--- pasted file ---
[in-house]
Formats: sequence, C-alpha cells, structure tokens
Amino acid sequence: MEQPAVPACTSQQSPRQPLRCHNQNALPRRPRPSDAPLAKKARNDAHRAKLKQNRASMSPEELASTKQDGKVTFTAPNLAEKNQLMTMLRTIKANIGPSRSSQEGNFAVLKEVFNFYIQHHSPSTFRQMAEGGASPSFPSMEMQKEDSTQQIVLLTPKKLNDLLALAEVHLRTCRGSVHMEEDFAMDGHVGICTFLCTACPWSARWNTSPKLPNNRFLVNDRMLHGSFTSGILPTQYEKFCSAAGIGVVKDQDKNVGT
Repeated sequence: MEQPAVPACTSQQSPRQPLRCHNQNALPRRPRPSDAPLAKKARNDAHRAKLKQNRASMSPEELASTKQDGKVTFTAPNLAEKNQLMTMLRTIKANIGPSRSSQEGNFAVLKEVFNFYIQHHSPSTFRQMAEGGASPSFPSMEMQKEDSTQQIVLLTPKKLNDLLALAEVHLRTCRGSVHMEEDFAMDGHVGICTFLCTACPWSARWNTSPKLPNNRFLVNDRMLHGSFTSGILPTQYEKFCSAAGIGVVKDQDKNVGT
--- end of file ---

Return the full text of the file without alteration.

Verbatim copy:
[in-house]
Formats: sequence, C-alpha cells, structure tokens
Amino acid sequence: MEQPAVPACTSQQSPRQPLRCHNQNALPRRPRPSDAPLAKKARNDAHRAKLKQNRASMSPEELASTKQDGKVTFTAPNLAEKNQLMTMLRTIKANIGPSRSSQEGNFAVLKEVFNFYIQHHSPSTFRQMAEGGASPSFPSMEMQKEDSTQQIVLLTPKKLNDLLALAEVHLRTCRGSVHMEEDFAMDGHVGICTFLCTACPWSARWNTSPKLPNNRFLVNDRMLHGSFTSGILPTQYEKFCSAAGIGVVKDQDKNVGT
Repeated sequence: MEQPAVPACTSQQSPRQPLRCHNQNALPRRPRPSDAPLAKKARNDAHRAKLKQNRASMSPEELASTKQDGKVTFTAPNLAEKNQLMTMLRTIKANIGPSRSSQEGNFAVLKEVFNFYIQHHSPSTFRQMAEGGASPSFPSMEMQKEDSTQQIVLLTPKKLNDLLALAEVHLRTCRGSVHMEEDFAMDGHVGICTFLCTACPWSARWNTSPKLPNNRFLVNDRMLHGSFTSGILPTQYEKFCSAAGIGVVKDQDKNVGT